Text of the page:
In-between those two categories there are financial possessions that are booked as ‘available for sale’. These are assets that the bank may maintain until maturity, but may also sell them before that. A major part of the assets of Belgian banks (for example. many government bonds) has been placed in the last category so that the financial institutions have their hands free should a buyer make an interesting bid.

Frozen financial markets

The consequences of that choice have become clear during the crisis. The market fluctuations of, for example, government bonds became (and become) immediately visible in the books of the bank because of the accounting rules. If the market price of Spanish government bonds collapses or if the banks decide to devaluate their Greek sovereign debt to 30% of its nominal value, this creates a problem for the banks that have such bonds in their available-for-sale portfolio. Then the value of those bonds decreases in the assets column of their balance sheet and that value reduction must then be made up for from the bank’s equity.

When a bank eats away at its equity from the right-hand side of the balance sheet, it must supplement that equity immediately so that it complies with the capital requirements and remains solvent. When the financial crisis caused the bottom to fall out of the share markets, the government was often the only party that was prepared to buy in the (share) capital of a financial institution in difficulty and thus to make up for the deficit that had come about in its equity due to the decrease in market value of the assets.

However, market value is by definition virtual: it reflects a price that the market players are willing to pay for a financial product at one specific moment, but does not necessarily reflect the real intrinsic value of such a product.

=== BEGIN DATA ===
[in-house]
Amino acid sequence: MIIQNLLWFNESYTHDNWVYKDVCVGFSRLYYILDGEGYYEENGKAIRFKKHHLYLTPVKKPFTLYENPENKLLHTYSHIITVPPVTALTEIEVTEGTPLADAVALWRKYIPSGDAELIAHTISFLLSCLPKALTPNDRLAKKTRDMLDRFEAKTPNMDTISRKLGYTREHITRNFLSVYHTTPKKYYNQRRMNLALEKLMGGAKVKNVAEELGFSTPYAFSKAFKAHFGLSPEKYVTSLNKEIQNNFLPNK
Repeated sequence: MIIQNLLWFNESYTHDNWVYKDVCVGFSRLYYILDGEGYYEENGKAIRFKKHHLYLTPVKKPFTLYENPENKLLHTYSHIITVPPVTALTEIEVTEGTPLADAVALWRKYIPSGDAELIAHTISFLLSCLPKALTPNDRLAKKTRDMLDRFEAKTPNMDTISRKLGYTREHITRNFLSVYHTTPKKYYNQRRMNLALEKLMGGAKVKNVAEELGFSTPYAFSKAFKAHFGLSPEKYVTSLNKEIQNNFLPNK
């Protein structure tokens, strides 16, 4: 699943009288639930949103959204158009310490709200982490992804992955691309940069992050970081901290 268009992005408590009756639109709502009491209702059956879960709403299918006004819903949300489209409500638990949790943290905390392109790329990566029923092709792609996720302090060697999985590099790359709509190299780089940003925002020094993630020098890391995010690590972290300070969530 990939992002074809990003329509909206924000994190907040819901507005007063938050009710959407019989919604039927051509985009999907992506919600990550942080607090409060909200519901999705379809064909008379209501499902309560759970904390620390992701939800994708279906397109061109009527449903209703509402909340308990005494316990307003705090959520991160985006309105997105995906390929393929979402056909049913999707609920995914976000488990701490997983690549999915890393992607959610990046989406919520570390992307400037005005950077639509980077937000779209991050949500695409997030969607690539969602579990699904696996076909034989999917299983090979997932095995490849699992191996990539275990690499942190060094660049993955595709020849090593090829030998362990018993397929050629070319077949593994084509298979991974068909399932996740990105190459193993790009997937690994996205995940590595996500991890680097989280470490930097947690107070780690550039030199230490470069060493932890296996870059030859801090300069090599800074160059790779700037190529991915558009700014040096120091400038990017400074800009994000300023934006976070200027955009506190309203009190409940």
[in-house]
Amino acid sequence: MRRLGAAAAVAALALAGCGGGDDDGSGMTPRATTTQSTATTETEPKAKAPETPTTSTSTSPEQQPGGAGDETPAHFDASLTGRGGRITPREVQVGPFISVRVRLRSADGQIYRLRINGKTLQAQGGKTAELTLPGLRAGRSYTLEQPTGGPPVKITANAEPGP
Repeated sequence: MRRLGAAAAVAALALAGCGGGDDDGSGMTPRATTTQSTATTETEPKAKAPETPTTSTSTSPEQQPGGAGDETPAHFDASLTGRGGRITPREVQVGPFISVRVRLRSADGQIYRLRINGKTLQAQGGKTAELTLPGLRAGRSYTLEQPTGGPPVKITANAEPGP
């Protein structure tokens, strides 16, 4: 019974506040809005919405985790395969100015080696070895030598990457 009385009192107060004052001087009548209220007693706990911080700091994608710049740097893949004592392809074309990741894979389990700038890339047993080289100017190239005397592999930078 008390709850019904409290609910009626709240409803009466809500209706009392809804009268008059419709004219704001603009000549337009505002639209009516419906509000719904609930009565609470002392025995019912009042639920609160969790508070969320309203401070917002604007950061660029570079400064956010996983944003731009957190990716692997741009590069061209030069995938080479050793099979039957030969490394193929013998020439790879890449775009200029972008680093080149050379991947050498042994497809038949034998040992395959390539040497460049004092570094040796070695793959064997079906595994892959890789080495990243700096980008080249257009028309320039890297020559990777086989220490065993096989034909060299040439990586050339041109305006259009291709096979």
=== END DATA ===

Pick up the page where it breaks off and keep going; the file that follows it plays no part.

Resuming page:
The lack of capital, however, was not the only problem that certain banks had to cope with during the crisis. A serious liquidity problem also threatened because too many assets were refinanced over the long term in the balance with short-term loans on the financial markets. When the financial markets closed off the money supplies, this leverage caused serious problems for a number of banks.

Before the Basel III capital rules, the equity of a sound bank was between 3% and 6% of the balance sheet total. That means leverage between 17% and 33%. Now that the central bankers at the Bank for International Settlements in Basel have decided to tighten the capital rules for the banks, the equity will be increased significantly in the next few years and the leverage will be phased-out.

In Belgium that has already happened. The balance sheet total of the Belgian financial sector has been reduced by nearly 30% in the last five years. The dependence on the financial markets has decreased and the duration of the funding has been extended. There is therefore less to be refinanced, and the need to call on the financial markets is less frequent.